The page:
Style and Technique

Known for his clipped, direct style, uncomplicated sentence structure, and simple vocabulary, Hemingway demonstrates in “The Battler” the effectiveness and appropriateness of depicting characters on the social fringe, essentially antiheroes, as unostentatiously as he can. Few of his sentences exceed ten or twelve words. Simple sentences predominate and, when Hemingway uses a compound sentence, it is usually held together by a simple “and.”

During his post-World War I residence in Paris, Hemingway learned a great deal about style from Gertrude Stein, with whom he had a close friendship in the early 1920’s. Stein, a careful observer of how ordinary people actually use language, experimented with dialogue and, especially in her experimental novel Three Lives (1909), captured the authentic means by which common, working-class people communicate. In so doing, she presented endless repetitions, often to the point of exasperating her readers. Hemingway’s “The Battler” uses similar techniques. For example, Bugs tells Nick that Ad’s wife “Looked enough like him to be twins,” then, within half a page, repeats this information in almost the same words. Some authors would intrude on the actual language and would refine the dialogue to eliminate the repetition. Hemingway, however, prefers to allow his characters to speak the way real people speak, even if they repeat themselves.

In shaping his dialogue, Hemingway often avoids forms of the verb “to say.” Rather, he uses such verbs as “advised,” “warned,” “finished,” “asked,” “smiled,” or “came out.” He draws attention to his most significant dialogue by using this device, reserving phrases such as “he said” for the more ordinary dialogue.

Hemingway developed a style unique among American writers, one easily distinguishable by its economy and directness. This style, an amalgamation of much that he learned from Gertrude Stein and of his experience as a journalist, has had a significant impact on more recent novelists, many of whom have striven to imitate Hemingway’s controlled rhetorical simplicity.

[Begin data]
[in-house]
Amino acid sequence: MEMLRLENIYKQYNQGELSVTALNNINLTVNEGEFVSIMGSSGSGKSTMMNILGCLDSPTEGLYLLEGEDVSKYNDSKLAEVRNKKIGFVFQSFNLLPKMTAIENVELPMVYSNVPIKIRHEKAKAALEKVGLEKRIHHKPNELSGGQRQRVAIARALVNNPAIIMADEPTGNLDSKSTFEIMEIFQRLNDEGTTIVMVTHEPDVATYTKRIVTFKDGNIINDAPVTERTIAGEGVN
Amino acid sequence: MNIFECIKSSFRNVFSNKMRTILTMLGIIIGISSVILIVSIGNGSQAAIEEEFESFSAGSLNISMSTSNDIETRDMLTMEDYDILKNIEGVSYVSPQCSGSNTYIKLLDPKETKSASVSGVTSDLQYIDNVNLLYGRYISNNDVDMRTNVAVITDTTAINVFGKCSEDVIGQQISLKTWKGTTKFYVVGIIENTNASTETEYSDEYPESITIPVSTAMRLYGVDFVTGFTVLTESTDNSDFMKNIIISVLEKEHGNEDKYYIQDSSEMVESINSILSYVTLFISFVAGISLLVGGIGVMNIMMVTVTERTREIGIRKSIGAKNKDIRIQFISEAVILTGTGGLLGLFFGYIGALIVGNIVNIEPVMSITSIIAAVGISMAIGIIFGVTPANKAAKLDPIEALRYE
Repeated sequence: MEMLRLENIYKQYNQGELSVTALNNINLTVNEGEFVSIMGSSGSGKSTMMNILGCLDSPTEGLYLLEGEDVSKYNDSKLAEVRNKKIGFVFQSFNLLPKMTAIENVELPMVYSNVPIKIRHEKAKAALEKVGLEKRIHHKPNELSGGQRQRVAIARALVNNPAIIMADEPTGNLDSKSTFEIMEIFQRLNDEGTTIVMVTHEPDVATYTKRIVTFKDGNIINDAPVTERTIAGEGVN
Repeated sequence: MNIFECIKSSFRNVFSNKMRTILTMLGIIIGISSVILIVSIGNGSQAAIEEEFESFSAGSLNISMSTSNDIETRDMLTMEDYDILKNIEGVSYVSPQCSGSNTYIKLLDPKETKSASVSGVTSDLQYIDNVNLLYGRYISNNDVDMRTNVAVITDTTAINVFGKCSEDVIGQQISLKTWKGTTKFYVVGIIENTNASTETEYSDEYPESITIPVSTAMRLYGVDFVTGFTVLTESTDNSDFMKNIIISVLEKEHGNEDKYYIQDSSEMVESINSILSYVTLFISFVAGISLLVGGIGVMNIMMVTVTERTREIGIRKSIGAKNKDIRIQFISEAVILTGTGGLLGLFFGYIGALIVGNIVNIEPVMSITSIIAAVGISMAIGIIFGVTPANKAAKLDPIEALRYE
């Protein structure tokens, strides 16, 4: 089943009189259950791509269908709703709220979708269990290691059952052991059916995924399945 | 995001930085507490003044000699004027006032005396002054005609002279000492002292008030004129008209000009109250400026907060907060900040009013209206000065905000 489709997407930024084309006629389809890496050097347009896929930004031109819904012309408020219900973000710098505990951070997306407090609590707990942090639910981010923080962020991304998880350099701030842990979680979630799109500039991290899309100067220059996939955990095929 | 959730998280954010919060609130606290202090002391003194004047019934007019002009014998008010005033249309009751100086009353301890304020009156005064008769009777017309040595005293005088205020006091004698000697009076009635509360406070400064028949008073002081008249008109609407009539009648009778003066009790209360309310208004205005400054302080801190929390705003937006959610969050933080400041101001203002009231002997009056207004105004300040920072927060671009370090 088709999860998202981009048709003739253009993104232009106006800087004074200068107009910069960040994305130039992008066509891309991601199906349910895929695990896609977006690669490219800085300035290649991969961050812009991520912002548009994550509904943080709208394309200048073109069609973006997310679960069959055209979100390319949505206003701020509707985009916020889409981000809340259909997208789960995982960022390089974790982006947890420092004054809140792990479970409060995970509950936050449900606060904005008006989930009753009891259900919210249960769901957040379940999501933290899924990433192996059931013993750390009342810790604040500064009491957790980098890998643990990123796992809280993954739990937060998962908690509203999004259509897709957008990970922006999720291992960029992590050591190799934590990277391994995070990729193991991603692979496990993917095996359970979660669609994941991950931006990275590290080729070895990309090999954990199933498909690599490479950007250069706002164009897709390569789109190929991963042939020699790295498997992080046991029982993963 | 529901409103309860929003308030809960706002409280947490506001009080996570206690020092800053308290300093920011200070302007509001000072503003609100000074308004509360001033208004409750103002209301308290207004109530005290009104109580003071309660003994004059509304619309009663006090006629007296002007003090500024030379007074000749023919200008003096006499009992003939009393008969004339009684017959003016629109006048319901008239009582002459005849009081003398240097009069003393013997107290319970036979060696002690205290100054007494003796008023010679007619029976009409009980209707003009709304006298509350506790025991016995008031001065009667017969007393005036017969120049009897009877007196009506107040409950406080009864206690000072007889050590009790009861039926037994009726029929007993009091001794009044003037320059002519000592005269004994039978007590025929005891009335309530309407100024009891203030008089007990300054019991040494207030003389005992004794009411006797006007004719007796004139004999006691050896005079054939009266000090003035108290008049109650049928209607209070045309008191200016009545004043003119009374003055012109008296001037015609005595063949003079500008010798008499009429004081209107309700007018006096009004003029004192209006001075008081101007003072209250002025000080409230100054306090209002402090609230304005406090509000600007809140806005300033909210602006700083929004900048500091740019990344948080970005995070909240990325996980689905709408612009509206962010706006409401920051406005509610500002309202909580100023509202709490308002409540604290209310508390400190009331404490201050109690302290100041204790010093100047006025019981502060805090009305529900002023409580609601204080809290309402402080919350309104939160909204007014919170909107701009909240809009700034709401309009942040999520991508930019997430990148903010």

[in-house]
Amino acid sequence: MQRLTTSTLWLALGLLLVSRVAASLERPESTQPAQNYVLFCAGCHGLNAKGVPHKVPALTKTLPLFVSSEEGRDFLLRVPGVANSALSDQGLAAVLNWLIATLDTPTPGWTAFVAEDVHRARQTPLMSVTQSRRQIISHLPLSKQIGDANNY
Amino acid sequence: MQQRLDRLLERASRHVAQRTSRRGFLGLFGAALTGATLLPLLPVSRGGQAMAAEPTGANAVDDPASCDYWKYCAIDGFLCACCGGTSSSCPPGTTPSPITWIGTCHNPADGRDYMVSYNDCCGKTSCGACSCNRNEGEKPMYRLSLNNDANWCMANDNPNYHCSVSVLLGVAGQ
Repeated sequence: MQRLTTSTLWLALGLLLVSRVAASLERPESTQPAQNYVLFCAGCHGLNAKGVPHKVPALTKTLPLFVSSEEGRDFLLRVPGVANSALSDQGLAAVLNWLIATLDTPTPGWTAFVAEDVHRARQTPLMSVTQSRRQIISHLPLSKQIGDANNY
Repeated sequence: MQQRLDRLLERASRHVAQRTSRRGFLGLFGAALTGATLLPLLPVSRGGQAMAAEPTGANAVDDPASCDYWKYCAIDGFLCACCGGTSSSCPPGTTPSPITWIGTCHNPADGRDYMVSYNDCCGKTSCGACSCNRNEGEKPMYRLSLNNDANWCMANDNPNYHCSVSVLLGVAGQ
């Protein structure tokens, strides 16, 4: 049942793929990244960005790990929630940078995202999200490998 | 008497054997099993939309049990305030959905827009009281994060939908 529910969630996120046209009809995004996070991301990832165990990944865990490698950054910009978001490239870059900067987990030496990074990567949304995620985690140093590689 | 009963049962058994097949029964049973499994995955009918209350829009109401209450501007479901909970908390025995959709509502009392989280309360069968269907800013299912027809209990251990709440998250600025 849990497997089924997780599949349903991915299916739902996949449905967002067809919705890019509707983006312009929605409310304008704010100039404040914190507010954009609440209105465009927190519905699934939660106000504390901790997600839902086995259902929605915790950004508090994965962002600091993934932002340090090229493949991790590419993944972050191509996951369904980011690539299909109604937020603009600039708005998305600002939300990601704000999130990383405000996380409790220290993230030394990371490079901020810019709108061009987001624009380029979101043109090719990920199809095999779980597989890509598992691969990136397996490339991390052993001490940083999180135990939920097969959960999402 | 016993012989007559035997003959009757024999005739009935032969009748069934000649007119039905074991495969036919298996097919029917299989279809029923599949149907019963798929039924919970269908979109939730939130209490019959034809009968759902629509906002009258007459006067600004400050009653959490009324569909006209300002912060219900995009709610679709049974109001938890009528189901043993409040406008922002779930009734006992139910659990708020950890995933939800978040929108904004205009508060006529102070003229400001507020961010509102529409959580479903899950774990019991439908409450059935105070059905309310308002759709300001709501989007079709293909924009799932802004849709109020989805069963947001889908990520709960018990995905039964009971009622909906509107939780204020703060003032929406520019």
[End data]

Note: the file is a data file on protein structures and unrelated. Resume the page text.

Benson, Jackson J., ed. New Critical Approaches to the Short Stories of Ernest Hemingway. Durham, N.C.: Duke University Press, 1990.

Berman, Ronald. Fitzgerald, Hemingway, and the Twenties. Tuscaloosa: University of Alabama Press, 2001.

Bloom, Harold, ed. Ernest Hemingway. Philadelphia: Chelsea House, 2005.

Burgess, Anthony. Ernest Hemingway. New York: Thames and Hudson, 1999.

Flora, Joseph M. Ernest Hemingway: A Study of the Short Fiction. Boston: Twayne, 1989.

Hays, Peter L. Ernest Hemingway. New York: Continuum, 1990.

Hotchner, A. E. Papa Hemingway: A Personal Memoir. New ed. New York: Carroll & Graf, 1999.

Meyers, Jeffrey. Hemingway: A Biography. 1985. Reprint. New York: Da Capo Press, 1999.

Padura Fuentes, Leonardo. Adiós Hemingway. Translated by John King. New York: Canongate, 2005.

Reynolds, Michael. The Young Hemingway. New York: Blackwell, 1986.

Reynolds, Michael. Hemingway: The Paris Years. New York: Blackwell, 1989.

Reynolds, Michael. Hemingway: The Homecoming. New York: W. W. Norton, 1999.

Reynolds, Michael. Hemingway: The 1930’s. New York: W. W. Norton, 1997.

Reynolds, Michael. Hemingway: The Final Years. New York: W. W. Norton, 1999.

Rovit, Earl, and Arthur Waldhorn, eds. Hemingway and Faulkner in Their Time. New York: Continuum, 2005.

Wagner-Martin, Linda, ed. Hemingway: Seven Decades of Criticism. East Lansing: Michigan State University Press, 1998.